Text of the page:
Effective machine learning results depend on having the right volume, structure, and quality of data to convert information into a relevant finding, said Vijay Doradla, Chief Business Officer at SparkCognition. With access to ReversingLabs cloud extensive repository, we have the breadth, depth, and scale of data necessary to train our machine learning models. Accurate classification and detection of threats fuels the machine learning-driven predictive security model leveraged in our DeepArmor next-generation endpoint protection platform.

1, 2 Gartner, Emerging Technologies and Trends Impact Radar: Security, Lawrence Pingree, et al, 13 November 2019

About ReversingLabsReversingLabs helps Security Operations Center (SOC) teams identify, detect and respond to the latest attacks, advanced persistent threats and polymorphic malware by providing explainable threat intelligence into destructive files and objects.ReversingLabs technology is used by the worlds most advanced security vendors and deployed across all industries searching for a better way to get at the root of the web, mobile, email, cloud, app development and supply chain threat problem, of which files and objects have become major risk contributors.

ReversingLabs Titanium Platform provides broad integration support with more than 4,000 unique file and object formats, speeds detection of malicious objects through automated static analysis, prioritizing the highest risks with actionable detail in only .005 seconds. With unmatched breadth and privacy, the platform accurately detects threats through explainable machine learning models, leveraging the largest repository of malware in the industry, containing more than 10 billion files and objects. Delivering transparency and trust, thousands of human readable indicators explain why a classification and threat verdict was determined, while integrating at scale across the enterprise with connectors that support existing SIEM, SOAR, threat intelligence platform and sandbox investments, reducing incident response time for SOC analysts, while providing high priority and detailed threat information for hunters to take quick action. Learn more at https://www.reversinglabs.com, or connect on LinkedIn or Twitter.

Media Contact: Jennifer Balinski, Guyer Groupjennifer.balinski@guyergroup.com

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ReversingLabs Releases First Threat Intelligence Platform with Explainable Machine Learning to Automate Incident Response Processes with Verified...

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Brian Burch Joins zvelo as Head of Artificial Intelligence and Machine Learning to Drive New Growth Initiatives – Benzinga

Posted: February 18, 2020 at 5:46 pm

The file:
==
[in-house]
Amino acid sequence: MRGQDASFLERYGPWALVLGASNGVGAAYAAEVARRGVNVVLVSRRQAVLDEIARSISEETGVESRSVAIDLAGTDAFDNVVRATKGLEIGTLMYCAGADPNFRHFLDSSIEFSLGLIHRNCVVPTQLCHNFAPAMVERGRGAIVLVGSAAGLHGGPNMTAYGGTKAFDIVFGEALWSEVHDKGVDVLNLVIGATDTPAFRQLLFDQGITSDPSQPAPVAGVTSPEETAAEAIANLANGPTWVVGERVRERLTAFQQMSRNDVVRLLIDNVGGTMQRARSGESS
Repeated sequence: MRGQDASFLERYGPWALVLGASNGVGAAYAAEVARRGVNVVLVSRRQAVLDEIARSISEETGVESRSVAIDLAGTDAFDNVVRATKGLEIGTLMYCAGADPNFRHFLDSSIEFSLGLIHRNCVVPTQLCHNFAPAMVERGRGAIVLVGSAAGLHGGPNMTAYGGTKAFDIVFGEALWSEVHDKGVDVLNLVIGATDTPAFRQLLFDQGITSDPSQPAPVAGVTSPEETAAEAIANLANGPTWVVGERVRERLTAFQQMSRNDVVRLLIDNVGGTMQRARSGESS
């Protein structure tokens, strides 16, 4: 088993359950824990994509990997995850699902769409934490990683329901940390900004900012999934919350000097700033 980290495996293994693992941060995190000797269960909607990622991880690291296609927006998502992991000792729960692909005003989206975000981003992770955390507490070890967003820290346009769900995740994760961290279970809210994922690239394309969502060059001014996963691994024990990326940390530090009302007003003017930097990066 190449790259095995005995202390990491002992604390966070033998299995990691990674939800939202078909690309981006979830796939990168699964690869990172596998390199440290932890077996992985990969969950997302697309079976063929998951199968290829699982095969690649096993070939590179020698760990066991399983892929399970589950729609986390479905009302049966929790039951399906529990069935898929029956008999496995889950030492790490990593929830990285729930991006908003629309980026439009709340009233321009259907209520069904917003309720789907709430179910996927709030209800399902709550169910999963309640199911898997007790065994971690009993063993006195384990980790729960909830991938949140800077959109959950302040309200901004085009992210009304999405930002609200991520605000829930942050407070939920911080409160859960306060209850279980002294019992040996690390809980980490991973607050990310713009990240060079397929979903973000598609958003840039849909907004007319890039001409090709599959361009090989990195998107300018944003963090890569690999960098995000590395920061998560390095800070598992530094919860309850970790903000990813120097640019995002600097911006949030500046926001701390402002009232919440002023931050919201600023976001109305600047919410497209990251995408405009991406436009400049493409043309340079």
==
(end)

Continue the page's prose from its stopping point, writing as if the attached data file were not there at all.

GREENWOOD VILLAGE, Colo., Feb. 17, 2020 /PRNewswire-PRWeb/ --Driven by a passion for learning and all things data science, Brian Burch has cultivated an exemplary career in building solutions which solve business problems across multiple industries including cybersecurity, financial services, retail, telecommunications, and aerospace. In addition to having a strong technical background across a broad range of vertical markets, Brian brings deep expertise in the areas of Artificial Intelligence and Machine Learning (AI/ML), Software Engineering, and Product Management.

"We are excited about Brian Burch joining the zvelo leadership team," explains zvelo CEO, Jeff Finn. "zvelo is quickly gaining momentum with tremendous growth opportunities built upon the zveloAI platform. Brian brings an impressive background in AI/ML and data science to further zvelo's leadership for URL classification, objectionable and malicious detection and his passion aligns perfectly with zvelo's mission to improve internet safety and security."

From large organizations like CenturyLink and Regions Bank to successful startups like StorePerform Technologies and Cognilytics, Brian has a proven history of leveraging his vast experience in key leadership roles to advance business goals through a fully-immersed, hands-on approach.

"I'm especially excited about combining zvelo's strong web categorization technologies with the latest advances in AI/ML to identify malicious websites, phishing URLs, and malware distribution infrastructure, and play a key role in supporting the mission to make the internet safer for everyone," stated Burch.

About zvelo, Inc. zvelo is a leading provider of web content classification and detection of objectionable, malicious and threat detection services with a mission of making the Internet safer and more secure. zvelo combines advanced artificial intelligence-based contextual categorization with sophisticated malicious and phishing detection capabilities that customers integrate into network and endpoint security, URL and DNS filtering, brand safety, contextual targeting, and other applications where data quality, accuracy, and detection rates are critical.

Learn more at: https://www.zvelo.com

Corporate Information: zvelo, Inc. 8350 East Crescent Parkway, Suite 450 Greenwood Village, CO 80111 Phone: (720) 897-8113 zvelo.com or pr@zvelo.com

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Brian Burch Joins zvelo as Head of Artificial Intelligence and Machine Learning to Drive New Growth Initiatives - Benzinga